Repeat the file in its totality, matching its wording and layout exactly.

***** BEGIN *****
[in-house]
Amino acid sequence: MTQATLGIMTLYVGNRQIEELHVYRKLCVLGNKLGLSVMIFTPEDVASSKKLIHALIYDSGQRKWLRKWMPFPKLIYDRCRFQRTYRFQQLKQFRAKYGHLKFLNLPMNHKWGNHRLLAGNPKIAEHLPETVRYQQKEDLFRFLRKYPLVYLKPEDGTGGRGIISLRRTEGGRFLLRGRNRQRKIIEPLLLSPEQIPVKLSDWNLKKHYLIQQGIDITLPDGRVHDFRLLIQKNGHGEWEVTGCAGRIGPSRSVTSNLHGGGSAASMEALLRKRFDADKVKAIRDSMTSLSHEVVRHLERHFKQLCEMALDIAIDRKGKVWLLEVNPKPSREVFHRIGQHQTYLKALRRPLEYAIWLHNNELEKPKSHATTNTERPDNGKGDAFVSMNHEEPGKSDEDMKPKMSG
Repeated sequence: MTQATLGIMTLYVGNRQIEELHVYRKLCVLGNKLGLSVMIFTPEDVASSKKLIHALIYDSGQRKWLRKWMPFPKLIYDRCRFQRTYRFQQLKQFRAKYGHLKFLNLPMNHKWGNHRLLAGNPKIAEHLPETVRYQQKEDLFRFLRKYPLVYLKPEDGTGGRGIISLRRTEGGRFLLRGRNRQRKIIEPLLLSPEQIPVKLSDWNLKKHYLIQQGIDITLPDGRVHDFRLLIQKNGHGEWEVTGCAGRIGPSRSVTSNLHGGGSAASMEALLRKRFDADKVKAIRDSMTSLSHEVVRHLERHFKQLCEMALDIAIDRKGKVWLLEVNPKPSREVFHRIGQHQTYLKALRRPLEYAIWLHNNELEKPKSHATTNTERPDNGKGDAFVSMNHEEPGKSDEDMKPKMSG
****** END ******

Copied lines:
[in-house]
Amino acid sequence: MTQATLGIMTLYVGNRQIEELHVYRKLCVLGNKLGLSVMIFTPEDVASSKKLIHALIYDSGQRKWLRKWMPFPKLIYDRCRFQRTYRFQQLKQFRAKYGHLKFLNLPMNHKWGNHRLLAGNPKIAEHLPETVRYQQKEDLFRFLRKYPLVYLKPEDGTGGRGIISLRRTEGGRFLLRGRNRQRKIIEPLLLSPEQIPVKLSDWNLKKHYLIQQGIDITLPDGRVHDFRLLIQKNGHGEWEVTGCAGRIGPSRSVTSNLHGGGSAASMEALLRKRFDADKVKAIRDSMTSLSHEVVRHLERHFKQLCEMALDIAIDRKGKVWLLEVNPKPSREVFHRIGQHQTYLKALRRPLEYAIWLHNNELEKPKSHATTNTERPDNGKGDAFVSMNHEEPGKSDEDMKPKMSG
Repeated sequence: MTQATLGIMTLYVGNRQIEELHVYRKLCVLGNKLGLSVMIFTPEDVASSKKLIHALIYDSGQRKWLRKWMPFPKLIYDRCRFQRTYRFQQLKQFRAKYGHLKFLNLPMNHKWGNHRLLAGNPKIAEHLPETVRYQQKEDLFRFLRKYPLVYLKPEDGTGGRGIISLRRTEGGRFLLRGRNRQRKIIEPLLLSPEQIPVKLSDWNLKKHYLIQQGIDITLPDGRVHDFRLLIQKNGHGEWEVTGCAGRIGPSRSVTSNLHGGGSAASMEALLRKRFDADKVKAIRDSMTSLSHEVVRHLERHFKQLCEMALDIAIDRKGKVWLLEVNPKPSREVFHRIGQHQTYLKALRRPLEYAIWLHNNELEKPKSHATTNTERPDNGKGDAFVSMNHEEPGKSDEDMKPKMSG